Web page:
Eric Taylor – Coleshill
Church expels paedophile priest
A Catholic priest who was sentenced to seven years in prison for sexually abusing young boys in his care has been removed from the priesthood.
Eric Taylor, 80, was convicted at Warwick Crown Court in 1998 of 18 sexual offences against boys.
The offences took place between 1957 and 1965 at the Father Hudson Society home in Coleshill, Warwickshire.
Archbishop Vincent Nichols of Birmingham confirmed on Monday that the Decree of Laicisation, which removes all of Taylor’s rights as a Catholic priest, had been sanctioned by Pope John Paul II.
He said: “On February 1, 2001, Eric Taylor received and accepted the decision of Pope John Paul II by which he is returned to the lay state within the Catholic Church.
“From that moment, he is no longer a Catholic priest.
“The request for dispensation was made jointly by the Archdiocese of Birmingham and Eric Taylor himself.
“It was made and has been granted for the good of the Church.”
Archbishop Nichols told a news conference: “This is a moment of profound sadness for it underlines publicly failure in the life of a priest, the deep distress suffered by those who were abused by him and the sense of shame and sorrow carried by many Catholics, both people and priests.
“I again express my sorrow and regret for the events that took place those years ago. I assure all concerned that I will do everything I can to bring about reconciliation and a new start.”
He stressed that changes had been implemented to protect youngsters from rogue priests to prevent the situation happening again.
“The atmosphere has changed very considerably in the last 10 years. There is now a keen awareness to provide safe environments for all children in the care of the Church whether it’s for a few hours or many years.
“Procedures are in place. We are taking this very seriously.”
Following Taylor’s conviction in 1998, it emerged that he had a previous criminal conviction for indecent assault on boys in 1975 before he was sent to the children’s home.
James Robinson – coventry/Walsall/Foleshill
Former priest jailed for ‘wicked’ sex abuse of boys
An “unimaginably wicked” former priest has been given a prison sentence of 21 years for sexually abusing boys in the West Midlands.
Former Coventry Catholic Priest James Robinson, 73, was found guilty of 21 charges relating to offences against boys, all aged under 16, between 1959 and 1983.
Robinson worked as a priest in several parishes across the Midlands, including St Elizabeth’s Church in Foleshill during the late 1970s and early 1980s.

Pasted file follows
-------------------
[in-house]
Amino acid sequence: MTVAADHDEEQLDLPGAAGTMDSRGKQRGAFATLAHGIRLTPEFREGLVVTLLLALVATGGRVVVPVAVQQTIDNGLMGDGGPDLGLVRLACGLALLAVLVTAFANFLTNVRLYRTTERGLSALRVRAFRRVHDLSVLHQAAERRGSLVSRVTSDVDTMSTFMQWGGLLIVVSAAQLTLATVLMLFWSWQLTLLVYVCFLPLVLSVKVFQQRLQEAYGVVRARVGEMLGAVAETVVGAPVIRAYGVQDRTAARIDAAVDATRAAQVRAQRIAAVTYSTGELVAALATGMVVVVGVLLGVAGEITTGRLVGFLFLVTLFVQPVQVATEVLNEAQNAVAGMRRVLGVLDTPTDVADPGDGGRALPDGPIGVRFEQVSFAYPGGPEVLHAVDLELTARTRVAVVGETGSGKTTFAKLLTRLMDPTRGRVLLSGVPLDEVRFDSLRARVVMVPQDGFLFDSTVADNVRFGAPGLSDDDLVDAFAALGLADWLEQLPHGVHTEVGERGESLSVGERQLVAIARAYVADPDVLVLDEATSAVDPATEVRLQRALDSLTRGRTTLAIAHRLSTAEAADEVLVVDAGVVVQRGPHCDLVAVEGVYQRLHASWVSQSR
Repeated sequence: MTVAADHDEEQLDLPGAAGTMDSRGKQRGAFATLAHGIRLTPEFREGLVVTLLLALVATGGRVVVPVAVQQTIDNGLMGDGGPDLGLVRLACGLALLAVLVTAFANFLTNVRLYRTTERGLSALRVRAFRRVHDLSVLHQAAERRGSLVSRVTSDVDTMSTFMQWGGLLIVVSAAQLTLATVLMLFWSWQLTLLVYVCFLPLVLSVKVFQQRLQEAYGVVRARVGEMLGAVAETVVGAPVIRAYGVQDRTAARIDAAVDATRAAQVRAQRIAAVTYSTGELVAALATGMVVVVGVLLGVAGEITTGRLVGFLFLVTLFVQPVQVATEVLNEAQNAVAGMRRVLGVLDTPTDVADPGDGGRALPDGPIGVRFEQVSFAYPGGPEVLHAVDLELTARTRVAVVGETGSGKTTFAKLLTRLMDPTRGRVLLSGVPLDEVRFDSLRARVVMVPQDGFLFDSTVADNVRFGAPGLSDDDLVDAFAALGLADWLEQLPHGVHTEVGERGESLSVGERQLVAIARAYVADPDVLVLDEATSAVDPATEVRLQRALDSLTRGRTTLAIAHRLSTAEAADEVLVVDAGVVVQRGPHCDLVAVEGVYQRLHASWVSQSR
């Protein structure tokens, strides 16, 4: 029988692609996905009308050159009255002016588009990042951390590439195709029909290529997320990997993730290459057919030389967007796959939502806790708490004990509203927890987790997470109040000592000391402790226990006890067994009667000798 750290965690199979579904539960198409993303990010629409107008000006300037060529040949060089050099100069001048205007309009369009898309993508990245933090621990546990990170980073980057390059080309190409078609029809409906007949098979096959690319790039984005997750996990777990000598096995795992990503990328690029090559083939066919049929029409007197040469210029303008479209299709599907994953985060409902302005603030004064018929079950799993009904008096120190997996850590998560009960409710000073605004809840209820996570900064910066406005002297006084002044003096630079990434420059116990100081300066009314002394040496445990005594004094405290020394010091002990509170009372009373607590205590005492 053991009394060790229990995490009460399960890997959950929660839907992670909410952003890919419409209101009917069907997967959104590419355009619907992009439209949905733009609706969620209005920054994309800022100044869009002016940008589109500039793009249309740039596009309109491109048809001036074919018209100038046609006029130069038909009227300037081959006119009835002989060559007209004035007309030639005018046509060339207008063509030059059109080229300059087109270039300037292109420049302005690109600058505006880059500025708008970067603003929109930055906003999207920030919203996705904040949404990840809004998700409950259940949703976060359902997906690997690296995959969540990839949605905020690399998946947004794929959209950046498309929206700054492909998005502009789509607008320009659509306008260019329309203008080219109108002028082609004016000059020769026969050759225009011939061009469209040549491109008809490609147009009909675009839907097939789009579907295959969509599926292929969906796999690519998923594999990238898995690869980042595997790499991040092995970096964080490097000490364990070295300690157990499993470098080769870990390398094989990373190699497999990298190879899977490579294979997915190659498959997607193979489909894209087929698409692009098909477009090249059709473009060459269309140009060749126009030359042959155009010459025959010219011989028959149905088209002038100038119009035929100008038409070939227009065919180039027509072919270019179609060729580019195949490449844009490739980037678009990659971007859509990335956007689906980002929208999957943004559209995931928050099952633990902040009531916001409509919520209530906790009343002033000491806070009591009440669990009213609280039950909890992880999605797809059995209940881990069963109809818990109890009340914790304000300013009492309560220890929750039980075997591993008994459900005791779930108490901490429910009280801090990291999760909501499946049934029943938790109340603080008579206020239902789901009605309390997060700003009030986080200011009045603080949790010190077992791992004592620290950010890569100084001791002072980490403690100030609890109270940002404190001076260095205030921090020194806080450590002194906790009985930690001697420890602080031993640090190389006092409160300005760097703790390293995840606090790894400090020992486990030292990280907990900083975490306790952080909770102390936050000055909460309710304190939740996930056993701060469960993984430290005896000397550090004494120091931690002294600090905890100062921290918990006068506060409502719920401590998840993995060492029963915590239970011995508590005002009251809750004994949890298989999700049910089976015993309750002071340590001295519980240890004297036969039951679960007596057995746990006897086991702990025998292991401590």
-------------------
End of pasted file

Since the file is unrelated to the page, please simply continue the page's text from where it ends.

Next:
One victim told Birmingham Crown Court he had “carried” Mr Robinson’s face with him ever since being assaulted.
Robinson, who was brought up in Brownhills, near Walsall, had denied all the offences, which were committed between 1959 and 1983. Passing sentence, Judge Patrick Thomas QC, described the defendant as devious and manipulative.
The former colliery blacksmith, whose full name is Richard John James Robinson, moved from parish to parish sexually abusing children, including two altar boys.
Jurors were told that the paedophile used his status as a priest to gain “unfettered and unlimited” access to boys, giving them gifts and taking them on trips in his sports car.
Robinson was extradited from the US in August last year.
He had worked in churches in Staffordshire, Birmingham and Coventry until the mid-1980s, when he moved to California.
Sentencing him, Judge Patrick Thomas QC said Robinson was “devious and manipulative”.
“The offences you committed were unimaginably wicked and caused immense and long-lasting – we can only hope not permanent – damage to the six victims.
“You used, you abused your position of trust, your position of authority and total trust within the communities that you moved to and from.”
Judge Thomas said of Robinson’s targeting of the boys: “You enjoyed doing your best to habituate them, to groom them into accepting what you did to them.
“You were, and are, sufficiently devious, manipulative and bold to have got away with a highly risky sequence of sexual encounters over a period of 25 years.”
He also criticised Robinson for refusing to return to the UK to face his accusers, saying he believed he was beyond the reach of the law.
“Fortunately, the law does not forget, your victims would not forget and you have been brought to justice.”
The court had also heard Robinson was paid £800 a month by the Archdiocese of Birmingham until December 2001, after officials had been made aware of the allegations.
Robinson had said in court he was unable to afford to return to Britain, even though the Church had sent him a cheque for £8,400.